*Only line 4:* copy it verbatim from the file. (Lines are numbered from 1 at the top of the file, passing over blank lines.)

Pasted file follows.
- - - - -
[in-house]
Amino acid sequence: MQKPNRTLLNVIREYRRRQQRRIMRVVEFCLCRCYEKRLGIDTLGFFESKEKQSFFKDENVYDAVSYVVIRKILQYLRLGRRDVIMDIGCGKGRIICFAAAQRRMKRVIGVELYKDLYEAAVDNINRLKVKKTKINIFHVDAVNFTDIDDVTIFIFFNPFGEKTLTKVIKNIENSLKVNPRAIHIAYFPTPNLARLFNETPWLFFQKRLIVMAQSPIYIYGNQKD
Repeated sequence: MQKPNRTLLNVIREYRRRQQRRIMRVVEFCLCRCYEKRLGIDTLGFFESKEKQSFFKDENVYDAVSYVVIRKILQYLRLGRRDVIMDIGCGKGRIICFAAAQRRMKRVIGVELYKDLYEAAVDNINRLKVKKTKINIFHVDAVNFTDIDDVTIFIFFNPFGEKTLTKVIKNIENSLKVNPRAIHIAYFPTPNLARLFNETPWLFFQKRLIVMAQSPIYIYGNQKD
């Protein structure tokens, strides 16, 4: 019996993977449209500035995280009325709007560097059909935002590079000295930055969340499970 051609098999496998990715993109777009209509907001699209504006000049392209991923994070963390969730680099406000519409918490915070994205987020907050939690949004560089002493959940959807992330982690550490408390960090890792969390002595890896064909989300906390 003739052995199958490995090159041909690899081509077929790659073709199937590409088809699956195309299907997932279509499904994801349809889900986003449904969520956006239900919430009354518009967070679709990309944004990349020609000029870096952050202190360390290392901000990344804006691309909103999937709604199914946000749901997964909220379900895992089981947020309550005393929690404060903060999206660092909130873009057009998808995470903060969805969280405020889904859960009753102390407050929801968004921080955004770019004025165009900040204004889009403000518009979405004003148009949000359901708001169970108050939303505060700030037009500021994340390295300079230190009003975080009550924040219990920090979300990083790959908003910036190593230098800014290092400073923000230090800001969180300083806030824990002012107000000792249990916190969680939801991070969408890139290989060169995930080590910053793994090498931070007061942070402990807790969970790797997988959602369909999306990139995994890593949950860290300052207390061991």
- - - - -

């Protein structure tokens, strides 16, 4: 019996993977449209500035995280009325709007560097059909935002590079000295930055969340499970 051609098999496998990715993109777009209509907001699209504006000049392209991923994070963390969730680099406000519409918490915070994205987020907050939690949004560089002493959940959807992330982690550490408390960090890792969390002595890896064909989300906390 003739052995199958490995090159041909690899081509077929790659073709199937590409088809699956195309299907997932279509499904994801349809889900986003449904969520956006239900919430009354518009967070679709990309944004990349020609000029870096952050202190360390290392901000990344804006691309909103999937709604199914946000749901997964909220379900895992089981947020309550005393929690404060903060999206660092909130873009057009998808995470903060969805969280405020889904859960009753102390407050929801968004921080955004770019004025165009900040204004889009403000518009979405004003148009949000359901708001169970108050939303505060700030037009500021994340390295300079230190009003975080009550924040219990920090979300990083790959908003910036190593230098800014290092400073923000230090800001969180300083806030824990002012107000000792249990916190969680939801991070969408890139290989060169995930080590910053793994090498931070007061942070402990807790969970790797997988959602369909999306990139995994890593949950860290300052207390061991």